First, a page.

“Like, I don’t see myself running for championships. That’s not my gig. Maybe if it works and there’s a younger talent that I help bring up a lot, like a tag team championship, maybe. I’ve done my five nights a week for four decades. I’ve put in my time. Now for me it’s about not taking anything away from the amazing AEW talent here that deserves that TV time, that deserves that opportunity to make those connections with the audience, that deserves that ability to go out and earn pay-per-view paydays. This is their time. And for me, I’ll pick here and there and squeeze in. We’ve got some stuff coming down the line that’s really cool.”

On AEW dream matches: “Wardlow obviously at some point. I’d like to actually do some kind of thing where I could tag with Wardlow. Just so I can kind of work with him as a team. I think there’s a lot of fun we could have there. I would love to do something. When I look at guys, it’s funny, because a lot of this too would be me being a heel. And I don’t know if I could pull that off, but I’ve had more turns than NASCAR. When there’s a lot of great talent – even working with like Kenny Omega, Adam Page. I would love to work with Dante Martin, Ricky Starks, Darby Allen. My god, I would love to be a heel with some heat and work with Darby Allen. Like, I mean, I think I could cause a riot with Darby Allen. Murderhawk [Lance Archer]. I’d love to work with him, just because he’s a big monster. There’s a lot of younger talent there that I want to mix up with. But it’s finding the right scenario to mix it up. Because let’s be honest, it doesn’t do any good for me to go out there and beat up a younger talent at this stage of the game for me, you know what I mean? I need to find a way that it makes sense to enhance that talent and elevate that talent. So, I think in this situation a lot of it is less is more.”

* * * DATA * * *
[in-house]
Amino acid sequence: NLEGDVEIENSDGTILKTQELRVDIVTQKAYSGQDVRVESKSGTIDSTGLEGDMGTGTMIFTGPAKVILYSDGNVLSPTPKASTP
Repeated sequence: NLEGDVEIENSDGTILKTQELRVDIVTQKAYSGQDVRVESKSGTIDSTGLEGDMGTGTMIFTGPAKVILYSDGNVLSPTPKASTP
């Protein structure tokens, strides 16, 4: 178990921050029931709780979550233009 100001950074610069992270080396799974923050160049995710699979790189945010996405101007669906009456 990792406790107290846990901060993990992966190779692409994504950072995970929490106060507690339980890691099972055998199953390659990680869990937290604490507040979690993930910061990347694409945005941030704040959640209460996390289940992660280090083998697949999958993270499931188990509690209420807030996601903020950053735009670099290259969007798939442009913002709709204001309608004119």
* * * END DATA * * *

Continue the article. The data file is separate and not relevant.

On Steve Austin’s WrestleMania return and how Vince McMahon takes “the crappiest” Stunners: “I thought it was great. I thought it was good for Steve, because Steve and I stay in touch a lot. We’re pretty good buds. We’re usually laughing about cars and dog videos, but I know he’s been working really hard. He stays in shape, he hits the gym, he gets his cardio in, and I know that he loves this business, and like me, you always want to be a part of it. And for him to get out there and rock and roll and have that opportunity to mix it up, that’s an amazing opportunity for him, and I thought he did fantastic. I really did. I know they’re the other company, but I was really, really – I’m pleased and happy with how that whole thing turned out and the way they laid it out, and even Vince getting his ass in the ring and doing something, I thought it was great… Here’s the thing, and he’ll be the first to admit it, he takes the crappiest stunner. It’s a good thing he’s a smart guy and can run a company, because he’s just not an athlete. God bless him. He’s a hell of a weightlifter. You know, squats 700 pounds, benches 500 pounds, but he’s just not the athlete that Shane [McMahon] is, that’s for sure.”